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No internet at home? Here's what to check

Tech Talk

After the day you just had, once you finally get home, all you want to do is check your email, play some Wordle and maybe watch a movie on Netflix. Except, you've got no internet. Not on your phone, your tablet or your computer. Now what?

Getting the internet to your house is a complex undertaking involving global telecommunications corporations, federal, state and local governments, fiber optic cables, satellites, communications towers, data centers, undersea cables and miles and miles and miles of wires.

Luckily, when the internet is down at your house, you don't need to worry about all the internet-providing infrastructure outside your house. However, here are some basic things you should check at your house before calling your Internet Service Provider (ISP.)

Power cycle your device to ensure it's not the problem by turning off your phone, tablet or computer, waiting for a bit, and turning it back on. Still no internet?

Most ISPs use either a box that functions as a combo modem/router or two separate boxes, one a modem and one a router.

If you have a combo (one box), unplug it, wait 30 seconds, and then plug it back in. Watch the blinking lights on the ISP's box until they're all green, or at least none of the lights are red. Then, check your device, and hopefully, your internet works again.

If you have separate boxes, unplug them both and wait 30 seconds. Also, unplug the Ethernet cable from the modem to the router at the router. Plug in the modem (it probably only has two lights) and wait until the lights are green or at least not red. Now plug in the Ethernet cable and the power to your router. Again, wait until all the lights are green and check your device. Hopefully, you have internet again.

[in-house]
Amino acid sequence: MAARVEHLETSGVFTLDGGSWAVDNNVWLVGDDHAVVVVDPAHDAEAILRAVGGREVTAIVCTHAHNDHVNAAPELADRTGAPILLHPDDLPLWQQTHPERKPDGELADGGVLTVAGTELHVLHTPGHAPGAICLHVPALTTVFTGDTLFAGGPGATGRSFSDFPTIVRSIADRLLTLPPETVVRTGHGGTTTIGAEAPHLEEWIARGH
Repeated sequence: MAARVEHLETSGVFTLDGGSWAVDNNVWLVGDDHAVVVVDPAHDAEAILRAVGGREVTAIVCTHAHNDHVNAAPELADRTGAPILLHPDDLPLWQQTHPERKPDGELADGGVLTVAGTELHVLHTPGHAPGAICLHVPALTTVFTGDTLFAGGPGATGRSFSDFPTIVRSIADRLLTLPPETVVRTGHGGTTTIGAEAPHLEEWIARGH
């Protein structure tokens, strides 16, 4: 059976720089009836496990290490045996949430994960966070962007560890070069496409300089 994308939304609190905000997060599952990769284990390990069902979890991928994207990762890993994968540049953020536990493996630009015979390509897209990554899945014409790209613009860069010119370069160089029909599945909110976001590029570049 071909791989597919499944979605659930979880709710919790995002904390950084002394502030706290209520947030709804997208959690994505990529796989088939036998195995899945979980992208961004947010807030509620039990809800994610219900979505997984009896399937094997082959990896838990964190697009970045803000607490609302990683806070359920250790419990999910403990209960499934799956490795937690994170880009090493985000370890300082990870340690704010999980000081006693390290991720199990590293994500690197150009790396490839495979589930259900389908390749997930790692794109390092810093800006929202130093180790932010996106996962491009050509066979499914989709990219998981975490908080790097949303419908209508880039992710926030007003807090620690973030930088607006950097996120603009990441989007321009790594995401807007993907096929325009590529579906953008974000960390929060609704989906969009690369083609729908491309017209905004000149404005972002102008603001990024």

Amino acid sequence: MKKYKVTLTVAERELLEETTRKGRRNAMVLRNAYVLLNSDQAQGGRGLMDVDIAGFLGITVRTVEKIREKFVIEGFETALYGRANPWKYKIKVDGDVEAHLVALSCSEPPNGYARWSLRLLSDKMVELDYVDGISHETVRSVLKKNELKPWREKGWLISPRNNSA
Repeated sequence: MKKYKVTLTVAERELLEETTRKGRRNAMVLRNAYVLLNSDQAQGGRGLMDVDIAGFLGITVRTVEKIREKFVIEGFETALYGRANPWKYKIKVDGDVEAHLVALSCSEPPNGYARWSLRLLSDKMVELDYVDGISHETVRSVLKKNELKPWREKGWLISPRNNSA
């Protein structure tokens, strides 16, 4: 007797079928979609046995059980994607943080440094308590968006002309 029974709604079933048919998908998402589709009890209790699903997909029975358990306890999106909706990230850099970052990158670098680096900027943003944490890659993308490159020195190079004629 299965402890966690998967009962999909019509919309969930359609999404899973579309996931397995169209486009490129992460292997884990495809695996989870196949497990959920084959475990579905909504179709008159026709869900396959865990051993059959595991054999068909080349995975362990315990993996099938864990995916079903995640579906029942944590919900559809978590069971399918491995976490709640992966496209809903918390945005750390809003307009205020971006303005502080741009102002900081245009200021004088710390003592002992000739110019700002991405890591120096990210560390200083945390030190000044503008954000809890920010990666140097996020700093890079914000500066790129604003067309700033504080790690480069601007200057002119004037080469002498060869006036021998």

If you still don't have any internet or have red lights on your ISP's devices, it's time to call for support. There may be an outage in your area, or your equipment may not work correctly. When you connect with a service person, they should be able to connect to their equipment at your house and "see" if it's working correctly. They may refresh the authorization code to their equipment and see if that fixes the problem. If their equipment still doesn't work, they'll schedule a technician to come to your house and fix the issue.

If you usually connect your phone to your Wi-Fi when you're at home and your Wi-Fi isn't getting any internet, apps on your phone won't work. Turning off Wi-Fi on your phone will force your phone to use your cellular data, and you'll be back online, at least on your phone. If you need temporary internet on a tablet or a computer, turn on the hotspot functionality on your phone and connect to that. Getting email and paying bills will work fine, but any streaming you do will eat up the data on your phone.

10 ways you know your internet connection is slow

1. Text on web pages displays as Morse Code.

2. Graphics arrive via FedEx.

3. You believe running a heavier string to the pole might improve your connection.

4. You post a message on Facebook that displays a week later.

5. Your credit card expires while ordering online.

6. The ESPN website exhibits "Heisman Trophy Winner"...for 1989.

7. You're still in the middle of downloading that popular new game, "PacMan."

8. Everyone you talk to on the "net phone" sounds like Forrest Gump.

9. You receive emails with stamps on them.

10. When you click the 'Send' button, a little door opens on the side of your monitor, and a pigeon flies out.

Do you have a computer or technology question? Greg Cunningham has been providing Tehachapi with on-site PC and network services since 2007. E-mail Greg at [email protected].